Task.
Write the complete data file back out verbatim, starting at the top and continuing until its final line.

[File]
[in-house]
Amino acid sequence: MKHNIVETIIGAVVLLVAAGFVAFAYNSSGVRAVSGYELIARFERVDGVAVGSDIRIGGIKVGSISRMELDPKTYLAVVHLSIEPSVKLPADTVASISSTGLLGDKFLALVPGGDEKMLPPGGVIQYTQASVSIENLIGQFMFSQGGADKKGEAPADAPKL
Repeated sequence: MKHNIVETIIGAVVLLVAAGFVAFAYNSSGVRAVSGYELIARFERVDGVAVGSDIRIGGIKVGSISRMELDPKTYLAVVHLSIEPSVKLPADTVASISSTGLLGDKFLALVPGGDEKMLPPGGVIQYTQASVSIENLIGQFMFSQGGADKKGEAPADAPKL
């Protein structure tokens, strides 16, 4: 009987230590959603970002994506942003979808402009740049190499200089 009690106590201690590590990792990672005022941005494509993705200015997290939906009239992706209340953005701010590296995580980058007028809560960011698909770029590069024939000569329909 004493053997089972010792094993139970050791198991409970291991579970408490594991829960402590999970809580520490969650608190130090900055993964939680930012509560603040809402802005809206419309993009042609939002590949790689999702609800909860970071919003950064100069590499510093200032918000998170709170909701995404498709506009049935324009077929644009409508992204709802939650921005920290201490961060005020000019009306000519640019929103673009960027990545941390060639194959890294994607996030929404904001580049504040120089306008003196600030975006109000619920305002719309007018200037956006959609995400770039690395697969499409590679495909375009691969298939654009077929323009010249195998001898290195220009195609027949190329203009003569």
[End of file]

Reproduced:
[in-house]
Amino acid sequence: MKHNIVETIIGAVVLLVAAGFVAFAYNSSGVRAVSGYELIARFERVDGVAVGSDIRIGGIKVGSISRMELDPKTYLAVVHLSIEPSVKLPADTVASISSTGLLGDKFLALVPGGDEKMLPPGGVIQYTQASVSIENLIGQFMFSQGGADKKGEAPADAPKL
Repeated sequence: MKHNIVETIIGAVVLLVAAGFVAFAYNSSGVRAVSGYELIARFERVDGVAVGSDIRIGGIKVGSISRMELDPKTYLAVVHLSIEPSVKLPADTVASISSTGLLGDKFLALVPGGDEKMLPPGGVIQYTQASVSIENLIGQFMFSQGGADKKGEAPADAPKL
């Protein structure tokens, strides 16, 4: 009987230590959603970002994506942003979808402009740049190499200089 009690106590201690590590990792990672005022941005494509993705200015997290939906009239992706209340953005701010590296995580980058007028809560960011698909770029590069024939000569329909 004493053997089972010792094993139970050791198991409970291991579970408490594991829960402590999970809580520490969650608190130090900055993964939680930012509560603040809402802005809206419309993009042609939002590949790689999702609800909860970071919003950064100069590499510093200032918000998170709170909701995404498709506009049935324009077929644009409508992204709802939650921005920290201490961060005020000019009306000519640019929103673009960027990545941390060639194959890294994607996030929404904001580049504040120089306008003196600030975006109000619920305002719309007018200037956006959609995400770039690395697969499409590679495909375009691969298939654009077929323009010249195998001898290195220009195609027949190329203009003569």